Well, I wasn't
in Africa, but the animals I had seen so far, this day, made me feel like
I was. I had seen Eland, Scimitar Oryx, Gemsbok, Wildebeest, and a few
other I don't recall, including other exotic species from other parts
of the world along with a number of native North American game animals.
My buddy, Richard Lozano, who was also, the outfitter and taxidermist
for this trip, and I were in the South Texas brush country near Pearsall,
We were after
a Kafeau Flats Lechwe, and possibly a common Waterbuck. Both were antelope
of African origin. We met our guide, ranch foreman, Felix Arnold at the
lodge at the end of a game filled road. He told us that there were three
or four Lechwe bulls on the ranch all almost identical. Ditto with the
Ranch, where we were hunting, is famous for the size and diversity of
its trophy animals. As we drove around the ranch, we came upon (if what
my friends that have been to Africa say is true) a scene right off the
plains of Africa. Stretched out before us was a wide-open area dotted
with water holes and tall trees. Scattered over the veldt type plain were
a number of African species, including a pretty good Lechwe Bull. Felix
said, "That may be the best on the place, but since its early, let's see
if we can bust a little brush, and see if we can get a look at the rest
of them." As we searched, Felix made some observations.
he wasn't to sure about hunting with a handgun, especially for Waterbuck
since it has a very thick hide and tipped the scales at up to 700 pounds.
Richard told him that I was shooting a .375 Contender with a Leupold 4
power scope, and that he had been with me on some other hunts for pretty
big animals and would vouch for my marksmanship, so Felix said, "Okay,
we'll see." He also told us that the Lechwe and Waterbuck on the ranch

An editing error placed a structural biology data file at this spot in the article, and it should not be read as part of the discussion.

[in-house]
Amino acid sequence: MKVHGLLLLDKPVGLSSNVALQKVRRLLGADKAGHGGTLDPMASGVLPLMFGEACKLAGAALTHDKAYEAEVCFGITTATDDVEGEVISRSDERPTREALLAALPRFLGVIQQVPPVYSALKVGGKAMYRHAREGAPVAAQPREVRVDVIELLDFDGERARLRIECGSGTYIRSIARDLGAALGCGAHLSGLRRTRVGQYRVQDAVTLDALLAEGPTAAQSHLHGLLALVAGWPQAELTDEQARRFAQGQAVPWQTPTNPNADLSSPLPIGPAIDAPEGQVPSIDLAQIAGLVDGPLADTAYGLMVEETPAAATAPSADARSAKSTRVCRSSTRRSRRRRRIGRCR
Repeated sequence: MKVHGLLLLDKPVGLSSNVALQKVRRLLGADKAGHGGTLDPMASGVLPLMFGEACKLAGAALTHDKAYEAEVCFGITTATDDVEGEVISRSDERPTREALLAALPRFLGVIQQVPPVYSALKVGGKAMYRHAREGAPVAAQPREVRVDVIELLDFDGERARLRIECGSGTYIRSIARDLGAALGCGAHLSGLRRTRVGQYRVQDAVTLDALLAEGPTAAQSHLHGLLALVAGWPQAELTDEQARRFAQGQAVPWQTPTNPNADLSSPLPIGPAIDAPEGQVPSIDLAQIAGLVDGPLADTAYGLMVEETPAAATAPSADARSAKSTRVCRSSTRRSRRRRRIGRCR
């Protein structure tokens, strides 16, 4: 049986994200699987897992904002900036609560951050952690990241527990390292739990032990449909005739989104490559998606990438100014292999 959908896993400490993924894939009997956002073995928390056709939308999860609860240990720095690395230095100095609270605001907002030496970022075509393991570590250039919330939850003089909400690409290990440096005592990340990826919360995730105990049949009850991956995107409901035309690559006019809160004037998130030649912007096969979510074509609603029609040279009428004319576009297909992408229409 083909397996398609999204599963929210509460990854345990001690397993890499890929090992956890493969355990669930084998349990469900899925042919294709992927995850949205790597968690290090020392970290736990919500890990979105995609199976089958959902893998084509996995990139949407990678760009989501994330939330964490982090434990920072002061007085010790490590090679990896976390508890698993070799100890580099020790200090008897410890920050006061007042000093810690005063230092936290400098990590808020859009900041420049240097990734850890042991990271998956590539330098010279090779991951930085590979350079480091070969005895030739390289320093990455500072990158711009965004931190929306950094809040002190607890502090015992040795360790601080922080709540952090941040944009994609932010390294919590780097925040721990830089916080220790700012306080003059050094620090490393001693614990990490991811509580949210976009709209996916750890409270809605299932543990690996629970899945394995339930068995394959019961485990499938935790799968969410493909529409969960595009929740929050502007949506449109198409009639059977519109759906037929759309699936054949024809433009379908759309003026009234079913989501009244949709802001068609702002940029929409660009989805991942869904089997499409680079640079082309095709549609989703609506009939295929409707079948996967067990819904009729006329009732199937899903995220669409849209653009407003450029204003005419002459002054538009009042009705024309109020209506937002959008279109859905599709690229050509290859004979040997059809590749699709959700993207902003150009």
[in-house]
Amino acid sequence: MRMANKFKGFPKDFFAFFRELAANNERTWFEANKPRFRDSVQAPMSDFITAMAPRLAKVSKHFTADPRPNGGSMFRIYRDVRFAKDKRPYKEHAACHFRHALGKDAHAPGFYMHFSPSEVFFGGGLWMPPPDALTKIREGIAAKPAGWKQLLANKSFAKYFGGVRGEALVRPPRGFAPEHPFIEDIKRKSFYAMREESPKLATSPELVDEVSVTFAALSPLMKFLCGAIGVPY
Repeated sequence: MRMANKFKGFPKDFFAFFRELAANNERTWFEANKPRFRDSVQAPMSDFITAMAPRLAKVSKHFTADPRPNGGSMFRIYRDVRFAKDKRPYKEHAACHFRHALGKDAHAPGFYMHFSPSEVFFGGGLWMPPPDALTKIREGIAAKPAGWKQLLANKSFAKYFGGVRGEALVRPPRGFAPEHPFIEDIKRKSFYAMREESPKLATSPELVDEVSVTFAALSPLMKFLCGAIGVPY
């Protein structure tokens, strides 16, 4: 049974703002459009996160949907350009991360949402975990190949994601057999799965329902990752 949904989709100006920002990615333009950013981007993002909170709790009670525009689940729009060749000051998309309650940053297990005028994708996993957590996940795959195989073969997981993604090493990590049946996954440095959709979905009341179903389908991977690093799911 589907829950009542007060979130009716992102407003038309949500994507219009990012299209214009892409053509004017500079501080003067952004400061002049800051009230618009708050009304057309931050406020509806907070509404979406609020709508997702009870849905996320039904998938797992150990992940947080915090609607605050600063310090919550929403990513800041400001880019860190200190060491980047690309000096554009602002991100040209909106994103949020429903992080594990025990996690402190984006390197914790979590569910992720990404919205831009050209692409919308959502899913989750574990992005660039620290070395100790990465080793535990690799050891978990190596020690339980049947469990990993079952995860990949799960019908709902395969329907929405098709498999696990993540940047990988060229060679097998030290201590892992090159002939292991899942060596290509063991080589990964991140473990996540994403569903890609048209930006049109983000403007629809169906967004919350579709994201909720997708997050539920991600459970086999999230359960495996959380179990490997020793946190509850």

were nearly all the same age and size, and any one of them horn wise would
be very close to the same size. He also passed on to me, that they seldom
saw the Waterbucks and if we saw a bull it might be wise to take him,
if the chance came. We did some major brush busting, but no Lechwe bulls.
We did see a big Waterbuck bull cross a road trailing a harem of females.
Going from one dense thicket to another, we got to the spot in less than
a few minutes, but there was no sign of him. We circled around and through
the area, but didn't spot him or them again.
It was now
past midday and seemed to be as hot as any African day. We decided to
head back to the lodge and cool down and get something cold to drink.
We started back out about an hour later. Even I find it hard to believe,
as did our guide, but within 30 minutes we saw what Felix said, was as
good as Waterbuck as he had seen on the place. It was standing in the
middle of a large opening with 18 females, just standing there looking
back at us. The trouble was, he was close to 200 yards away. Which is
a little past the reach of both my .375's, Winchester 200 grain power
point bullets, and frankly, my ability.
at an oblique angle in their line of travel trying to cut the distance
down a little. We were at least partially successful. They started getting
antsy, and started ambling toward a huge expanse of brush. We figured
the bull to be at least 130 yards away, the longest attempt at a shot
I had ever taken. At the shot the bull started to run, but then started
to slowly walk in the other direction and even more brush. I decided even
though the bull was now out to at least 150 yards, I had better try and
anchor him. I knew the first shot had connected, because I had seen blood
behind its shoulder at the first shot. The second shot was dead on, and
nearly a mirror image of the first one but on the opposite side. The three
of us could barely roll him upright for pictures.
he would go back to headquarters and bring a front loader to transport
it back to camp. It's a good thing, since we estimated him to be 600 pounds
plus. Next thing I knew we were headed back to the plains area in the
hopes that the Lechwe bull we had seen earlier in the day would still
be around. He was, just not in the same spot. Luckily after awhile, I
was able to get myself in a position at about 70 yards. The shot was true
and the Lechwe was down and my African day was nearly over. The Waterbucks
horns were 27 inches plus, and the Lechwe were right at 27 inches long
as well. Both animals placed in the gold medal category in the record
Steve Mahurin on April 26, 1999.